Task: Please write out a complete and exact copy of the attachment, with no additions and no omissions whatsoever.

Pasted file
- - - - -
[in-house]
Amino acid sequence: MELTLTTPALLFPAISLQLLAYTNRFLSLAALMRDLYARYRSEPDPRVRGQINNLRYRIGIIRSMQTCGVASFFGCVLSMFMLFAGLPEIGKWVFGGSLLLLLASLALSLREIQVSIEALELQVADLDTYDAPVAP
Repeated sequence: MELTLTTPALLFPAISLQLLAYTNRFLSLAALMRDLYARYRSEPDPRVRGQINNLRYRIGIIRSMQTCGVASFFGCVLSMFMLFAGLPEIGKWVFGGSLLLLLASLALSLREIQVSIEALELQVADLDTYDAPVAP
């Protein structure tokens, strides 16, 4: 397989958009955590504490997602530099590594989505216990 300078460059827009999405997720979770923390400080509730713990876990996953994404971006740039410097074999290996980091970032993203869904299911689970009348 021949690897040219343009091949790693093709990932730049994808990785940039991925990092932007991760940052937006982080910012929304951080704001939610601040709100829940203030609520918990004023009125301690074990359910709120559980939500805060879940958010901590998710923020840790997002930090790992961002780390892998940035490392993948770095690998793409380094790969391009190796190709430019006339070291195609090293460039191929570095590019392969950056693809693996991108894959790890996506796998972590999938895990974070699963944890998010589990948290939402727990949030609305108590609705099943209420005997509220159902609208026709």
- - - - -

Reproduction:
[in-house]
Amino acid sequence: MELTLTTPALLFPAISLQLLAYTNRFLSLAALMRDLYARYRSEPDPRVRGQINNLRYRIGIIRSMQTCGVASFFGCVLSMFMLFAGLPEIGKWVFGGSLLLLLASLALSLREIQVSIEALELQVADLDTYDAPVAP
Repeated sequence: MELTLTTPALLFPAISLQLLAYTNRFLSLAALMRDLYARYRSEPDPRVRGQINNLRYRIGIIRSMQTCGVASFFGCVLSMFMLFAGLPEIGKWVFGGSLLLLLASLALSLREIQVSIEALELQVADLDTYDAPVAP
């Protein structure tokens, strides 16, 4: 397989958009955590504490997602530099590594989505216990 300078460059827009999405997720979770923390400080509730713990876990996953994404971006740039410097074999290996980091970032993203869904299911689970009348 021949690897040219343009091949790693093709990932730049994808990785940039991925990092932007991760940052937006982080910012929304951080704001939610601040709100829940203030609520918990004023009125301690074990359910709120559980939500805060879940958010901590998710923020840790997002930090790992961002780390892998940035490392993948770095690998793409380094790969391009190796190709430019006339070291195609090293460039191929570095590019392969950056693809693996991108894959790890996506796998972590999938895990974070699963944890998010589990948290939402727990949030609305108590609705099943209420005997509220159902609208026709």